In most cities in the U.S. “downtown” refers to the bad part of town, the part you don’t venture into after dark if you can at all help it. I am blessed to live in a city where downtown is a cultural center. The River waterfalls gently, and a park has been carved out around it. Small shops and restaurants abound. I love downtown. I go whenever I can. Yesterday I found myself walking downtown, only to be pleasantly surprised to see that this month local artists are opening their studios to the public. I love art of all sorts, whether it be a well-written book, an exquisitely performed sonata, or a marvelous painting. I could not pass this opportunity by not only to view art, but to talk with its creators! May I just remark as an aside that artists are often tagged as a bit bizarre, and while some may warrant this, most are simply lovely people.
The first studio I entered showcased the works of two artists – a husband/wife team. Only here disaster had struck. The husband had died earlier this year. The art was beautiful, and I really enjoyed talking with the Widow. She told me the stories of the paintings. I continued on to her studio-mate’s area. The three of us started talking about art, and somehow I ended up telling them my dreams of being an opera singer. Well, of course, they asked me to sing, and I obliged. Compliments ensued, but then something transpired that doesn’t usually happen for me: the Widow ducked into her studio and came back with a gift. She gave me a print of a painting of a girl. She is standing in a room, hiding behind a checkered blanket. “She reminds me of you,” the Widow said, “when she comes out from behind the blanket.”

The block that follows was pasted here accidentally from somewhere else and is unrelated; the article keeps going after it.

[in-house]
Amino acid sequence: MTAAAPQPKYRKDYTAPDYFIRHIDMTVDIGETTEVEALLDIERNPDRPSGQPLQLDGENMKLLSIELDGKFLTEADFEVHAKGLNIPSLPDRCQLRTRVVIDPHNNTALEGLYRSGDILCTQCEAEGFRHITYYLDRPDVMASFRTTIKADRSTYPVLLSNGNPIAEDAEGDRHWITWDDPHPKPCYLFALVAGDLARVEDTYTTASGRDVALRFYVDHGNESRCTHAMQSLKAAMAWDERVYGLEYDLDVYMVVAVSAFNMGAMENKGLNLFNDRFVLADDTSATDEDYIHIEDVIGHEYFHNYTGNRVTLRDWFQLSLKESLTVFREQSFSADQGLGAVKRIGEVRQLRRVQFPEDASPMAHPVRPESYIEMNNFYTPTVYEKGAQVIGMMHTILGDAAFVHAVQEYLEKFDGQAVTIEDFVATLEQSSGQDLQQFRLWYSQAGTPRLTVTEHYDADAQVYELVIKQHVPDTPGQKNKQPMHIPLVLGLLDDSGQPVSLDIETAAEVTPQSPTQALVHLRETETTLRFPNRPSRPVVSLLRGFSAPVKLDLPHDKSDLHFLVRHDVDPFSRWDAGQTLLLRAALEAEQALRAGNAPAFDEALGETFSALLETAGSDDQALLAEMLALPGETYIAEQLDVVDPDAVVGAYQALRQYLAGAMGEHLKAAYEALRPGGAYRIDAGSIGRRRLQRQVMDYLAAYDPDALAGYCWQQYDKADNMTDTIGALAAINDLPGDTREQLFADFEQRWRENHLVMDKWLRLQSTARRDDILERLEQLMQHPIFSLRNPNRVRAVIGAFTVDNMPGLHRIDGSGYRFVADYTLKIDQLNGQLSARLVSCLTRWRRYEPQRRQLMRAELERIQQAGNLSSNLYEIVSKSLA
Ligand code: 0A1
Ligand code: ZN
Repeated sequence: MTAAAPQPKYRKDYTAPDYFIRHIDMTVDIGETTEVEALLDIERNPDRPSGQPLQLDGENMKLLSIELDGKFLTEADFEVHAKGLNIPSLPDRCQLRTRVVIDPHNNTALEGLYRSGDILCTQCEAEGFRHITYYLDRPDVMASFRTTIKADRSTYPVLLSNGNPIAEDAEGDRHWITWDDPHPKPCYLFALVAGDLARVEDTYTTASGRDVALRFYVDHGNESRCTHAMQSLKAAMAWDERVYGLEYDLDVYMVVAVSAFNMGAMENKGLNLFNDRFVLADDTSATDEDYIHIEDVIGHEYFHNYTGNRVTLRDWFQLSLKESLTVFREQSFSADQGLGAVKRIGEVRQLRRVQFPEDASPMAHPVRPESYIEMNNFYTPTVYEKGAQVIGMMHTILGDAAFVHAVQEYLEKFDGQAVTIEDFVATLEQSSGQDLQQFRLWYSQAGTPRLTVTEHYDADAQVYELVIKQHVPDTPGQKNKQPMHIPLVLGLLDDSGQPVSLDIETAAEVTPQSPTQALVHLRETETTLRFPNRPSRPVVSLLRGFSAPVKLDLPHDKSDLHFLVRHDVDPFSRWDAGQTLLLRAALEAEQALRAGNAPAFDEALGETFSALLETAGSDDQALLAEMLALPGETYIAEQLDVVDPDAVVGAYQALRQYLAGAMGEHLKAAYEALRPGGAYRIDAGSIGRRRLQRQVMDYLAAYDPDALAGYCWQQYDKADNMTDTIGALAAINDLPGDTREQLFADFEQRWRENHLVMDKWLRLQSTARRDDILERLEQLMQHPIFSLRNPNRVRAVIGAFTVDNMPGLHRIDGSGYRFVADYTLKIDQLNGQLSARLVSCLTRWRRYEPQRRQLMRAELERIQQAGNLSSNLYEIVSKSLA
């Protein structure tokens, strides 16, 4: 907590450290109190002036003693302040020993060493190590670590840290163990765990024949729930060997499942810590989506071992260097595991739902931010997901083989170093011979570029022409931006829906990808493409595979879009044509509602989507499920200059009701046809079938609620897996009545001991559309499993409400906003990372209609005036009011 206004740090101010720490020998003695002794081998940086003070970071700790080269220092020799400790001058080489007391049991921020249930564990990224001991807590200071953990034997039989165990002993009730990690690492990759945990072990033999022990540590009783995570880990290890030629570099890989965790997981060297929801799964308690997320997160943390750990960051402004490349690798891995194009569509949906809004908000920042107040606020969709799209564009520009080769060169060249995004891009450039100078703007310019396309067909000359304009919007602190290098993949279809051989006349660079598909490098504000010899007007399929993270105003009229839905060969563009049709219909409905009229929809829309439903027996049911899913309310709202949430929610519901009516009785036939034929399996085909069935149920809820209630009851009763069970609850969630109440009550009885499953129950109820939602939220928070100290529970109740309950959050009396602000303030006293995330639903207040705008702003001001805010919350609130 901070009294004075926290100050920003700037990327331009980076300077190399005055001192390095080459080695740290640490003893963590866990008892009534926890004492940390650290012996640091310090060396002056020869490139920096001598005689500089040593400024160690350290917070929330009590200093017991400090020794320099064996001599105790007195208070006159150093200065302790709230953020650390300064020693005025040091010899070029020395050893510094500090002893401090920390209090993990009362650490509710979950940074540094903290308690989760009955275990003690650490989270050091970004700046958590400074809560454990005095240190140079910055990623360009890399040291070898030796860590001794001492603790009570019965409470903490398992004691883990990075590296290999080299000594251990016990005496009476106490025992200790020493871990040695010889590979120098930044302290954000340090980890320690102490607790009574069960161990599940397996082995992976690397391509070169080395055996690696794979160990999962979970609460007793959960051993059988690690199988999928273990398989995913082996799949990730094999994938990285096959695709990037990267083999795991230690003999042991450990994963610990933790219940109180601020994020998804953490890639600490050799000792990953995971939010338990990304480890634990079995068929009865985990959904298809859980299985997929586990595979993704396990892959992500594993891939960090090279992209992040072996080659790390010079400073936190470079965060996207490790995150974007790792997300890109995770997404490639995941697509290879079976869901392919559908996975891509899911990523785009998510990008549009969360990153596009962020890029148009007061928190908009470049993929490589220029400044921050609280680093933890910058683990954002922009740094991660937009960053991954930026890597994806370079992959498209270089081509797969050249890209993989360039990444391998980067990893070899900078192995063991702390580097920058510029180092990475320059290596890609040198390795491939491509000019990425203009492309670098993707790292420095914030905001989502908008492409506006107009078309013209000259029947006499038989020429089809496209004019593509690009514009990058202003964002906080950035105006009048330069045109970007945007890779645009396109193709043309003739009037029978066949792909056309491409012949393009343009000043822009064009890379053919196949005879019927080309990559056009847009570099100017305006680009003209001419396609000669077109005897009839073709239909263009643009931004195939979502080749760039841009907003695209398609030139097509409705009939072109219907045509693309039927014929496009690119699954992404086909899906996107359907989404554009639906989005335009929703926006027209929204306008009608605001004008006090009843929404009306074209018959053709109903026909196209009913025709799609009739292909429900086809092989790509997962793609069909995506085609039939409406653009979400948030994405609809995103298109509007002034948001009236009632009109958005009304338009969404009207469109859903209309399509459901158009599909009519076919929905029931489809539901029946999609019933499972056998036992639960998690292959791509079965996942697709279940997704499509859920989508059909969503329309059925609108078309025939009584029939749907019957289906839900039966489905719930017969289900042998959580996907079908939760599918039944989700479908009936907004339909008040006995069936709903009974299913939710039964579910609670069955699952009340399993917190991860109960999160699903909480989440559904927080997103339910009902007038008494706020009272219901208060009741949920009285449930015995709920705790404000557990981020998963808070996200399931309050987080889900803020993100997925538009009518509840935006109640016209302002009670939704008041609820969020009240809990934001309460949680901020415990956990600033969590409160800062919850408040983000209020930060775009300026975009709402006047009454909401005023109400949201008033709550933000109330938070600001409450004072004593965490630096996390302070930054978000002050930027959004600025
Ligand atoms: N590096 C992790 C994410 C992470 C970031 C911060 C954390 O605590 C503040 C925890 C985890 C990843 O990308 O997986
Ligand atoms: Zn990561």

I am honoured by the Widow’s gift. I, too, have experienced loss. I hope that I brought her some joy in her world that has turned upside-down. I pray for her to be comforted.